So, I was looking at a sine power inverter earlier (I don't have a huge amount of experience with inverters).
Powering the inverter and applying a load seems to work fine but intermittently, the inverter pulls loads of current momentarily and pulls the voltage of the DC supply down. You can also hear the transformer kind of shutting down.
I checked all the mosfets with a diode tester and they seem good and aren't getting hot.
There is one large flat component (or more likely circuit board) soldered onto the main PCB that I'm not sure about.
It's a single inline package and encased in resin, any idea what this might be?
I googled the code on the package but just get a load of Chinkish sites with no info on them
>>
>>1874995
>No clue if doing it with triangle waves is a good idea
I dunno either.
I suspect it won't be quite as flexible as a proper sine wave additive synth, due to the fact that you'll always have odd harmonics.
It'll probably still make interesting sounds though, and triangle waves are much easier to generate than pure sine waves.
>>
>>1875158
looks like you found a solution but to answer generally, a MOSFET is an electronic switch. it uses a weak signal, like from a PIR sensor, to turn power on and off to something like a LED. it's similar to a relay in that regard (and in that regard only).

>what do the resistors actually do?
batteries provide a voltage. typical circuits take that voltage, and draw only whatever current they need to operate. LEDs are inconvenient because past a voltage threshold they'll try to draw a huge current that will near-instantly overheat and destroy them. adding a resistor in series with the LED will prevent that by restricting the current to a safe value. you'd use 470 ohms as opposed to 1000 ohms because the latter would restrict the current too much and the LED would be dim. that's a specific example. resistors are used for countless other things, and they're also not the only thing that offers resistance.
>>
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okay here is USB charging circuit for a little project im working on. do i leave the the usb data lines hanging where are the recommended place to put fuses or should i not put any? any other critics are good. first time ever doing something like this.
>>
>>1875298
The main driver behind using triangle waves was that it would make riding comparators along the wave for phase discrimination much easier, though the same thing could be done for a sine just with a lot less linearity.
>>
>>1875138
>>1875155
It's not just noise, it's driving the capacitance of the wires. A cable is a LPF. You can see that on the waveform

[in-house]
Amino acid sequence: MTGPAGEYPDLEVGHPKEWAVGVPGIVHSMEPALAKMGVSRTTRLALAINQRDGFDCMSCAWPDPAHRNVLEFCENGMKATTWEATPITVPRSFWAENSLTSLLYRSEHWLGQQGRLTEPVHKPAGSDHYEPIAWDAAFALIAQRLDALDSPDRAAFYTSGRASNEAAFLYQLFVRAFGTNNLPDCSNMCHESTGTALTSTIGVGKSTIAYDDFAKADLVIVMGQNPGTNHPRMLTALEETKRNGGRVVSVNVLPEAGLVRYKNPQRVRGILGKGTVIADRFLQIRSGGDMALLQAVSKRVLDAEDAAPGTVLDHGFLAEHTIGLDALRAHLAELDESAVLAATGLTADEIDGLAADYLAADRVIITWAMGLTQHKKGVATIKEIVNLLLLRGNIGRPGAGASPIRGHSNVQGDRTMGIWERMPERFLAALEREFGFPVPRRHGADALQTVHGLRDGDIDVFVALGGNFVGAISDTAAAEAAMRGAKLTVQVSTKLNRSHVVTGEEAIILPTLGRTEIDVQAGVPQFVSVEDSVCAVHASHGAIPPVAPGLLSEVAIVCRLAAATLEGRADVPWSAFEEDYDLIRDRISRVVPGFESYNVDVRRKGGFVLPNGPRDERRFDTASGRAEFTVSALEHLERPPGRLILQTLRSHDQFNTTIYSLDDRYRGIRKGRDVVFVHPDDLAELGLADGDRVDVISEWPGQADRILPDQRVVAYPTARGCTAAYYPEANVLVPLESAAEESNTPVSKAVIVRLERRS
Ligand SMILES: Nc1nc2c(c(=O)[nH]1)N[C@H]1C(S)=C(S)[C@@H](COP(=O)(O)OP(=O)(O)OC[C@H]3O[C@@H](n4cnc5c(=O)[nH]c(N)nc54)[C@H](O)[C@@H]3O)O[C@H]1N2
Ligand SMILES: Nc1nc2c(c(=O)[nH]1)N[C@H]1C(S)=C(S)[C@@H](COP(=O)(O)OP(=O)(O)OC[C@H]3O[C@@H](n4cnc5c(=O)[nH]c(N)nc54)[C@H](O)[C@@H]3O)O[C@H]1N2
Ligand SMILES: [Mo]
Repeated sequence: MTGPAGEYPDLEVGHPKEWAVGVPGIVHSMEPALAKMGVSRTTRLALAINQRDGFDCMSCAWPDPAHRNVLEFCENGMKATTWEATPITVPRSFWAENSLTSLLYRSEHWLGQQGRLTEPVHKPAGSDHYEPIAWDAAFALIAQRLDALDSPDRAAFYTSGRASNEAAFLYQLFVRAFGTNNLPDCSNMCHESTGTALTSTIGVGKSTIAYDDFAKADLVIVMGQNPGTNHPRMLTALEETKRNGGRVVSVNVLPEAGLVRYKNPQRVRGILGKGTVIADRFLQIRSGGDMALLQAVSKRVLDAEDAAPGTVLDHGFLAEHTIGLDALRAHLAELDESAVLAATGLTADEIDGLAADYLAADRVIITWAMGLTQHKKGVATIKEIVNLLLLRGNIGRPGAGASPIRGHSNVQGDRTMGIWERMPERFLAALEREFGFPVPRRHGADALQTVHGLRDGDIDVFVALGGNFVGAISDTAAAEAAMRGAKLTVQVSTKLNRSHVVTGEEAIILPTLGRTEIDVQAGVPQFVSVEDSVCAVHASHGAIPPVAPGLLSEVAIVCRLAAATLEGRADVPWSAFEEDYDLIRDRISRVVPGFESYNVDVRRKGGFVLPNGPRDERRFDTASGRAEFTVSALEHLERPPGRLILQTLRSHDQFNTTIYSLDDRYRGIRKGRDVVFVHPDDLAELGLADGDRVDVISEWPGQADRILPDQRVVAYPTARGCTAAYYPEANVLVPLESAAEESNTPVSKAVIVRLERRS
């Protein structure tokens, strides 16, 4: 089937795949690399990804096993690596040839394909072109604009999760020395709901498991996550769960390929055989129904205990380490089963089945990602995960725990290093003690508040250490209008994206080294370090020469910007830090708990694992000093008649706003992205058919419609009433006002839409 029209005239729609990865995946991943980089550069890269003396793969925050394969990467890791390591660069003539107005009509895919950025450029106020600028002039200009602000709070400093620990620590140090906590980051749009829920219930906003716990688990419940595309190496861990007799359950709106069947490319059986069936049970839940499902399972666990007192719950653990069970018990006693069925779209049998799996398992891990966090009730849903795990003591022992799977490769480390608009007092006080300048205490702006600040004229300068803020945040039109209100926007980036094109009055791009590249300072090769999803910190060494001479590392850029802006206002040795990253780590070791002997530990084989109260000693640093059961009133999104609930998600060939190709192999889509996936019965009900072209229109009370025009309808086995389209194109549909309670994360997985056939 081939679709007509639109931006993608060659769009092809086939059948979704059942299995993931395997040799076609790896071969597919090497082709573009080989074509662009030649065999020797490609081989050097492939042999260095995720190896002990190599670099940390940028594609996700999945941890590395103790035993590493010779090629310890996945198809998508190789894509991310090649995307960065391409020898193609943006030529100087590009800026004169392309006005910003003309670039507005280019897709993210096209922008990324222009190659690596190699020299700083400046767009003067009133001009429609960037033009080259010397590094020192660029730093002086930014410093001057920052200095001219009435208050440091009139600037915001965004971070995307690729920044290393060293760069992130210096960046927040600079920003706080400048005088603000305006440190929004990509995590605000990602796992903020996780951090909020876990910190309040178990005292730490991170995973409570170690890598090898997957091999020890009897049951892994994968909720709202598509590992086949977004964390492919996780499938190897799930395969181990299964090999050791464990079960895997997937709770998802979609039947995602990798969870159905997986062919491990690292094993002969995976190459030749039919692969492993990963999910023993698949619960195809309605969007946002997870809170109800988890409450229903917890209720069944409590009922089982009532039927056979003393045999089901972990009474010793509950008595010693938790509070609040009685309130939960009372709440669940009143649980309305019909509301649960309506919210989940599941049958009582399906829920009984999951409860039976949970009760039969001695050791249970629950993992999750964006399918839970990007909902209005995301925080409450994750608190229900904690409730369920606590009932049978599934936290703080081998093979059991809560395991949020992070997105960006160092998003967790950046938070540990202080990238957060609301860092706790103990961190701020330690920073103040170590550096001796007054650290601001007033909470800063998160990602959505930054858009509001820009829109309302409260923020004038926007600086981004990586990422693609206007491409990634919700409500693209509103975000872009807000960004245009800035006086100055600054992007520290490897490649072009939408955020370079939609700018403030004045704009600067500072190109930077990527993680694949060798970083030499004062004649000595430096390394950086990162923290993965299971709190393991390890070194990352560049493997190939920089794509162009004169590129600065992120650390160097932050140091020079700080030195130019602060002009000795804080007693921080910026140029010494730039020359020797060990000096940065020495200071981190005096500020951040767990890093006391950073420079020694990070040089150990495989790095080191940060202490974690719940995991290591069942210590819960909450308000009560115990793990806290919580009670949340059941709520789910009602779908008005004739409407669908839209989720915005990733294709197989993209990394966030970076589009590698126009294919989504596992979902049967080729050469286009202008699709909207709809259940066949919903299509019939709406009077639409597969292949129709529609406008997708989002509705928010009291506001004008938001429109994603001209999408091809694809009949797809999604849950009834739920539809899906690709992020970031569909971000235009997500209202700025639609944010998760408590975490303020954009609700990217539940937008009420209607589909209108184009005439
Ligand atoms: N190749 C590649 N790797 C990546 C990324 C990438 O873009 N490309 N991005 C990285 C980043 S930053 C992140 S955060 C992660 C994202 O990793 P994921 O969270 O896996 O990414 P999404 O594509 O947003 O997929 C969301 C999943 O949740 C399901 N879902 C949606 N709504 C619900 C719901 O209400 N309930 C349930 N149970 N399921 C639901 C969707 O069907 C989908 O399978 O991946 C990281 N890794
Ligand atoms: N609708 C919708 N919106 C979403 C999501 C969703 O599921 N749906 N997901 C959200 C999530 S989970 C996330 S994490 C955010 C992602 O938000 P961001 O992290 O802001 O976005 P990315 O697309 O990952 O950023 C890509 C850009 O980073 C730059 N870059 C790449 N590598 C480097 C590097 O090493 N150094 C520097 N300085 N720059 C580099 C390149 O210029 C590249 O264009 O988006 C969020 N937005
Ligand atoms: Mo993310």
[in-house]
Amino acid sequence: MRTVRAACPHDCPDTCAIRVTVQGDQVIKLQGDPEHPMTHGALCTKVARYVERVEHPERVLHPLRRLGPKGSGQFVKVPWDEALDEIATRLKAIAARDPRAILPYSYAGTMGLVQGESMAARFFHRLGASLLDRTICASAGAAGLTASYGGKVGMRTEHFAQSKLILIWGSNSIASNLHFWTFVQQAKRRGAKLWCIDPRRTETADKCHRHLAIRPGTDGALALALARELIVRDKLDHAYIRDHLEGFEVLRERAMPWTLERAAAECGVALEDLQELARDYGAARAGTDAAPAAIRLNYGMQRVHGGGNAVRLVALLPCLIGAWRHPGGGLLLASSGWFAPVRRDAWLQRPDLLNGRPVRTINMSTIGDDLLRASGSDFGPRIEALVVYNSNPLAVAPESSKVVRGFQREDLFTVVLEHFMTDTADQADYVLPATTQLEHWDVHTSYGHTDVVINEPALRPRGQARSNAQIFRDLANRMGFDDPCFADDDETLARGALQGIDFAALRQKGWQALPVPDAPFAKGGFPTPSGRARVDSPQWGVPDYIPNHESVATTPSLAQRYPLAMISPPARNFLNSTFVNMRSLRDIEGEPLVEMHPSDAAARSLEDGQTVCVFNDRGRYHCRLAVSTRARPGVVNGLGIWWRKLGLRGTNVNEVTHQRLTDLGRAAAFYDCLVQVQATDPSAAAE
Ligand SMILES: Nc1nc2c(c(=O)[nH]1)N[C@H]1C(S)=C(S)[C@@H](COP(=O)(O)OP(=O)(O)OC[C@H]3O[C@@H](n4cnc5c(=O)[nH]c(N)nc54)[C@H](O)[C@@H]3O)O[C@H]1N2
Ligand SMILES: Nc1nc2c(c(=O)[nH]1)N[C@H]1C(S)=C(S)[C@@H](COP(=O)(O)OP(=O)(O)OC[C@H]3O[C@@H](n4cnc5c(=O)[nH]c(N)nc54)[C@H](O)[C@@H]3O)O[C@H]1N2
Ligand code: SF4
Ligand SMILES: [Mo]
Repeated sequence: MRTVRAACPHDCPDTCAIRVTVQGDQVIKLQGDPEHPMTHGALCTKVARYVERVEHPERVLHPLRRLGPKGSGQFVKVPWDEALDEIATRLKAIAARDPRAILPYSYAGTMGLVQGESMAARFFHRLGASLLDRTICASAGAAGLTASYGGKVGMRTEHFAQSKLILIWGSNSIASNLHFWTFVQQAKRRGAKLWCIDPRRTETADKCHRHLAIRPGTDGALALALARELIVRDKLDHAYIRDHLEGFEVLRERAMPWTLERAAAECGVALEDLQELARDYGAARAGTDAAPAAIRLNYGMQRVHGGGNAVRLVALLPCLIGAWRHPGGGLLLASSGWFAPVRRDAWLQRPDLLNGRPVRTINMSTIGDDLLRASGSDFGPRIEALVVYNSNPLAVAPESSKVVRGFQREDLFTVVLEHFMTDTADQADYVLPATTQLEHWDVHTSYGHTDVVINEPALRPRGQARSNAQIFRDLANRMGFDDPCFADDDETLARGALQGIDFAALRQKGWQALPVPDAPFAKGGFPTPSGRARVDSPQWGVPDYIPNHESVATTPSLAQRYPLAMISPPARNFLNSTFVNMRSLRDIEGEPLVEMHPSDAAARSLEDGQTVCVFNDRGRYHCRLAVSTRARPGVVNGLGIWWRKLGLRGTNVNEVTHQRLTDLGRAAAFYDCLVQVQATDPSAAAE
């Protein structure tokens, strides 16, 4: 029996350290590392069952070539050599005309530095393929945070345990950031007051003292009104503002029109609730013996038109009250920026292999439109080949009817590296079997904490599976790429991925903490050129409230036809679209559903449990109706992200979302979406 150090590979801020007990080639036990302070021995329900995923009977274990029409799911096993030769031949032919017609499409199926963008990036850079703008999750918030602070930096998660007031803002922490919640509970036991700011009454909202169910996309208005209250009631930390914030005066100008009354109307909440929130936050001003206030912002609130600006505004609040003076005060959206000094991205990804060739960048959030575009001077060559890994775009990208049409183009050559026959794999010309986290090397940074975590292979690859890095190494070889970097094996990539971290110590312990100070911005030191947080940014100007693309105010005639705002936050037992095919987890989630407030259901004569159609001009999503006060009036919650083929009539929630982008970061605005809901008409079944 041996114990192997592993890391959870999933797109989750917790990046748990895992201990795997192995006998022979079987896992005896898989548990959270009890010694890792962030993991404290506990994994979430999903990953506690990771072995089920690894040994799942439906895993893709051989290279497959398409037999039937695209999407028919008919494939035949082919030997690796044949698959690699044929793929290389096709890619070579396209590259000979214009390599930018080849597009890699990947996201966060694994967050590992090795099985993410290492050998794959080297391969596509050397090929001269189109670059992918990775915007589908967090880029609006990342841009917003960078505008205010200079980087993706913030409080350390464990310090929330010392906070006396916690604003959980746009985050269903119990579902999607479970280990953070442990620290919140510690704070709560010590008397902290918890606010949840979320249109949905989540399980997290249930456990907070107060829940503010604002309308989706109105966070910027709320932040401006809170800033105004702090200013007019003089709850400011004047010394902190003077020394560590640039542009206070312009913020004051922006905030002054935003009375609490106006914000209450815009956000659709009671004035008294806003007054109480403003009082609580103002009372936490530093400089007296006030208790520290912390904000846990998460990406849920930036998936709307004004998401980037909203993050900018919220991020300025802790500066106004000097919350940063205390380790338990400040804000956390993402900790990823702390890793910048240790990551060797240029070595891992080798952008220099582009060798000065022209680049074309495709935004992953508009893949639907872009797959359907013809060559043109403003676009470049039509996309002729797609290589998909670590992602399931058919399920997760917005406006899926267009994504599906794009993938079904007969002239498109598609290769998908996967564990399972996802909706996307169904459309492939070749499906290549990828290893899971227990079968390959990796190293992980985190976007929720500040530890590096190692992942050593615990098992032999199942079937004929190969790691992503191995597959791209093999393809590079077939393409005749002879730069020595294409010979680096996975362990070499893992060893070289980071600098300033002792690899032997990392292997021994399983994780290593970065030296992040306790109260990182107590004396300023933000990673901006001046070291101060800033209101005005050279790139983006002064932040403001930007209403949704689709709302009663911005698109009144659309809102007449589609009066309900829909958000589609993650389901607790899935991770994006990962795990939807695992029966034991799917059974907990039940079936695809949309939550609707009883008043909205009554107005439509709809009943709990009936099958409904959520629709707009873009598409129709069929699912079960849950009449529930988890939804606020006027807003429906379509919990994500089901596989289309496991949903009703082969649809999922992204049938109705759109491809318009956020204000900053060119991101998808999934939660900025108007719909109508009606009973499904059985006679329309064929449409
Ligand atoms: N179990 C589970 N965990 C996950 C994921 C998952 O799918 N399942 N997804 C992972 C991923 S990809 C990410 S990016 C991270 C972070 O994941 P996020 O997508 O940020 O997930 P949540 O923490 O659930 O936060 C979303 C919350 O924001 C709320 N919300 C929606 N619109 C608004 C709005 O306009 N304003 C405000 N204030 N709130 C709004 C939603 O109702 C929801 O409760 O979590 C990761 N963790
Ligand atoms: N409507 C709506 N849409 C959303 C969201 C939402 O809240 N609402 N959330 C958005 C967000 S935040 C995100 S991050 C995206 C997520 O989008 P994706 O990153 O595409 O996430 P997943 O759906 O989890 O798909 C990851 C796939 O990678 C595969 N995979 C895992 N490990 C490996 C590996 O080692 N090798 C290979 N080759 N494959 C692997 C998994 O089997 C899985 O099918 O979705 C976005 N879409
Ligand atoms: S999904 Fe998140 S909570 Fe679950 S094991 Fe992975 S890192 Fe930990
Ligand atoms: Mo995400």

>>
>>1875341
Depends on your power supply. Pull-up resistors on the data lines are for power negotiation with smart chargers. Refer to the USB x.x spec sheet for more info.
>>
>>1875386
yeah for usb 2.0 i just need a 200 ohm resistor across datalines do you think i should put fuses somewhere?
>>
Streaming my first crack at Arduino if anyone's interested:
https://dlive.tv/P3ntiuM
>>
>>1875387
Yes, between the USB connector and C1.
>>
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just bought one of these puppies, have never soldered before. what else do I need to order so I can started w/ building modular synth via this playlist: https://www.youtube.com/watch?v=5DKU1m5_b_8&t=1081s
>>
>>1875414
also, i have no idea how electricity works
>>
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Brainlet noob here.
Is pic related possible + easily constructible?
(First two pics show how it should behave depending on whether i1 is driven or floating, third pic shows how it might be used as storage)
>>
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>>1875419
wrong picture
>>
>>1875420
what is "it"? a switch? a logic gate? an op amp? a drawing of black boxes?
What are you building, describe it. What is it made out of, what is is supposed to do.
>>
>>1875436
it's supposed to be an active digital component with two data input lines and one data output line.
the assumption is that the lines are tri-state: they may be driven high, driven low, or floating / effectively disconnected ("z").
the desired behavior is that if i1 is driven (whether high or low) then i1 should exclusively drive o with no influence from i2, but if i1 is floating, then, and only then, i2 drives o instead.
in this sense, i1 is a "default" line, and i2 is a "fallback" line.